Most of our packing was done by last week, so this week has largely been focused on our training. Our first goal of the week, though, was to get our buckets that could be frozen, frozen. As I think I’ve mentioned before, we freeze as much of the stuff that we pack as we can to kill bugs and prevent them from getting to Laysan. Because we have so much to freeze, we take it all (by flatbed truck) to UniCold, a large scale freezer company in Honolulu. Sadly, I did not get to see the actual freezer, but we put 10 pallets in there, plus they have space for everything for the big food wholesaler in town, so its rather large. In addition to training, we’ve been doing a bunch of office work this week and have been continuing our seed harvesting and cleaning. Other bits of excitement: we purchased our frozen meat, vegetables, and fruits for the island! MEAT! I got to row more times, this time in a double with a guy that coxed at Cornell. Rowing is awesome. A bunch of us went back to Bellows again (the boogie boarding beach) and the waves were quite solid. Finally got to have my interview with Camp Nuhop (where I am interested in working next summer) while picking more C. sandwichiana, and I got offered a job! Wooo! So, I may have something to do next summer. just need to figure out May…
So, the Laysan crew leader has been working with us to make sure we are competent at species ID throughout our time in Honolulu. As I mentioned, when we go collect fruits for species reintroduction on Laysan, we practice identifying plants. Well, this week we focused more on other kinds of ID. We got to go to the Bishop Museum on Friday and see all of their really cool stocks of dead stuff in the back and in the basement. Oh yeah, government gets the special treatment. First we saw the stuffed birds, namely Frigatebird, Laysan Finch, Laysan Rail (extinct), Laysan Millerbird (extinct), Laysan duck, and several others. In the same room, we also saw a whale’s penis. Just kinda looked like a log. They also had a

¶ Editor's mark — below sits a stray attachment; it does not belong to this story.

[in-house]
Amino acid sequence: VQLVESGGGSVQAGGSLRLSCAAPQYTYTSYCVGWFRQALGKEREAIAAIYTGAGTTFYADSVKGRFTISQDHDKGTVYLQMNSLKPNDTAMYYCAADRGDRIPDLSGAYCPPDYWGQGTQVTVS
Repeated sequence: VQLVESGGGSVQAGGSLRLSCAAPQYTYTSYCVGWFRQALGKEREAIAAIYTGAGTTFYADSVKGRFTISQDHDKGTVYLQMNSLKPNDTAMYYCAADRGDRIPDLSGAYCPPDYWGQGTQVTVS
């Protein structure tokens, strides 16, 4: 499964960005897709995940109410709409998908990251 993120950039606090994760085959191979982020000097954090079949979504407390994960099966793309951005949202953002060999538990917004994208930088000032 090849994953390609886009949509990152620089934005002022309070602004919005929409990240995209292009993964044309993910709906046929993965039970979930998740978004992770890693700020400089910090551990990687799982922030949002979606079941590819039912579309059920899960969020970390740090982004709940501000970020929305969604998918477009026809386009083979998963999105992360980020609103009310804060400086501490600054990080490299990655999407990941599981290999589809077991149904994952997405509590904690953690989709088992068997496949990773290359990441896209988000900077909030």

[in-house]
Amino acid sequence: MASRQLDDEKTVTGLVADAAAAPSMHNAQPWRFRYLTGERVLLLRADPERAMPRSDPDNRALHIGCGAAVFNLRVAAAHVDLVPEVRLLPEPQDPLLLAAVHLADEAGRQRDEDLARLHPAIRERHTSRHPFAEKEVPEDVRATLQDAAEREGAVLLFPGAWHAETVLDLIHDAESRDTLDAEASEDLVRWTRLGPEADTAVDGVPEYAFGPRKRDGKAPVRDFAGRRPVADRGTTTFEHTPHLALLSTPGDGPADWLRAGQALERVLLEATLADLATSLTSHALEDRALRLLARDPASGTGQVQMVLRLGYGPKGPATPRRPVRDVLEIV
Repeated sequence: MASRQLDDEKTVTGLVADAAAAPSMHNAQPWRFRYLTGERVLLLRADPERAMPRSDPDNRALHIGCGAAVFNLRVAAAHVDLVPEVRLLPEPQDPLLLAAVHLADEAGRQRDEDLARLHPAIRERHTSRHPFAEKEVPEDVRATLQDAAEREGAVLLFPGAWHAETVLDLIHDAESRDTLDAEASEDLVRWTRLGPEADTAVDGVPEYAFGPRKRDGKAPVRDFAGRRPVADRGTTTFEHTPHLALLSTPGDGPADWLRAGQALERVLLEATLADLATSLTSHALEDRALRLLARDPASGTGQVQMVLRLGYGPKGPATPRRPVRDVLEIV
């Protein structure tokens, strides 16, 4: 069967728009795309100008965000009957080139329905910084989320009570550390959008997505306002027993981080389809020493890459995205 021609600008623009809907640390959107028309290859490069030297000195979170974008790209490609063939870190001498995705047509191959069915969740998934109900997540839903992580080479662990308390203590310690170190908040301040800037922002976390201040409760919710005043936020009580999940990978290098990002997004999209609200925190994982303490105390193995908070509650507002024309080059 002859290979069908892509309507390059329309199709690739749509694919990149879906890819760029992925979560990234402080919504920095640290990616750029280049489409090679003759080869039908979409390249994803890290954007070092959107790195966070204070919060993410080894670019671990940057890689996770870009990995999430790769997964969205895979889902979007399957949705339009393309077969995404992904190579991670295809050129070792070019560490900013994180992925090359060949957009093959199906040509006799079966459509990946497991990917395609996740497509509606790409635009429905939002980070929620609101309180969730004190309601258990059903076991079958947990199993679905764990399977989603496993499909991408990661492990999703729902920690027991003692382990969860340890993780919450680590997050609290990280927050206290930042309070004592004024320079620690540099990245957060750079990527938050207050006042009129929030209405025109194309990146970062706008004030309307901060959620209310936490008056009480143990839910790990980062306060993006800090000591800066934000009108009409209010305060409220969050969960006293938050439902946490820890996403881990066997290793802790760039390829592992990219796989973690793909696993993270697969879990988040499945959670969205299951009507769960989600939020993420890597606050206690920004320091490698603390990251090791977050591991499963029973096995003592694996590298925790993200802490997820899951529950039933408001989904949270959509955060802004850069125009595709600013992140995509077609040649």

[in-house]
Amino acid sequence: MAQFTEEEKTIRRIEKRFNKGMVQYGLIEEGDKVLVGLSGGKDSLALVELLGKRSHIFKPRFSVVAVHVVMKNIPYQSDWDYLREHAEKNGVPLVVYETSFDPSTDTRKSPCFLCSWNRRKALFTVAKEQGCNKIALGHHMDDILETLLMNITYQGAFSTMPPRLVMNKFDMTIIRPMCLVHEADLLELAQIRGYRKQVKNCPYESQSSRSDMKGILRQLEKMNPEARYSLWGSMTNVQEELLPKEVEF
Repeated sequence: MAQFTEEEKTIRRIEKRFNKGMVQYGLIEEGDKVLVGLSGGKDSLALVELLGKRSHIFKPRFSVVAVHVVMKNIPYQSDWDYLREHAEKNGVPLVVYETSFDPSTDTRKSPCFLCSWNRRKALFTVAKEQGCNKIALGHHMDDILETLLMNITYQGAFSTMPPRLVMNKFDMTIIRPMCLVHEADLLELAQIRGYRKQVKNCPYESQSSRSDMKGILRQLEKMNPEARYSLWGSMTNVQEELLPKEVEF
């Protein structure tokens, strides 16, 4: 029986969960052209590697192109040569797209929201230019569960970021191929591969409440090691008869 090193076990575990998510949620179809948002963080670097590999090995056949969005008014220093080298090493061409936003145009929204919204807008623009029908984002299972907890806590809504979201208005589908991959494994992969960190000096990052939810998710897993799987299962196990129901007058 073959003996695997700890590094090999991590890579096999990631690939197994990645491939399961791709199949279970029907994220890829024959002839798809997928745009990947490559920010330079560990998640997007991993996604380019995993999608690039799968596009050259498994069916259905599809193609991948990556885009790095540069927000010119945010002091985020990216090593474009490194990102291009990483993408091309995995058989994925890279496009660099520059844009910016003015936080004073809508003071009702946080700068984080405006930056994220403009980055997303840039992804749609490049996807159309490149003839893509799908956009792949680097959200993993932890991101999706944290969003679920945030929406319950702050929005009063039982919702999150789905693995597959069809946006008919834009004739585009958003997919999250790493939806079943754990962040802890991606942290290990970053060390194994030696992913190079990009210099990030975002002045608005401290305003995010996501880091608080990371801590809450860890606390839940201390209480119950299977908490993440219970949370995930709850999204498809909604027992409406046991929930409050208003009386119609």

Bird of Paradise, an Owl Parrot, and a Cock-of-the-Rock. So cool After the “bird room” we got to see the “alcohol room”, surprisingly not just filled with different kinds of alcohol, but lots of birds, mammals, amphibians, and reptiles preserved in alcohol. Very cool. After animals, we went upstairs to look through folders of plants, some Laysan-endemic and extinct, some extremely invasive. This was so we would know why we’re planting the seeds that we are planting and what species we need to be extremely vigilant for, so they do not get to get started on Laysan. All in all, a delightful trip to look at dead stuff. (Can you tell I like animals more than plants?)
This week we also had Albatross training. Less exciting than it sounds like it could be. We were subjected to a Powerpoint presentation about the past and ongoing studies that have been and are being on the various Albatross species in the NWHI chain. ON Laysan, we will be focused on the Blackfooted Albatross and the Laysan Albatross. If we’re lucky we will also see the Short-tailed Albatross, but I think I heard we only have one that comes around. So, come egg-laying and hatching season (November through February), we will be rather busy with our Albatross work – counting nests, banding individuals (and “recapturing” already tagged individuals) in specific plots, looking for eggs, and other things. The banding work should be really cool and helpful, especially if I want to continue field work in the future, because they always want experience. Little worried about breaking a birds leg because the bands we had to play with were uncooperative, or maybe it was just the pliers. But, apparently we have a different style of band already on island which is supposedly much easier and needs to be used first.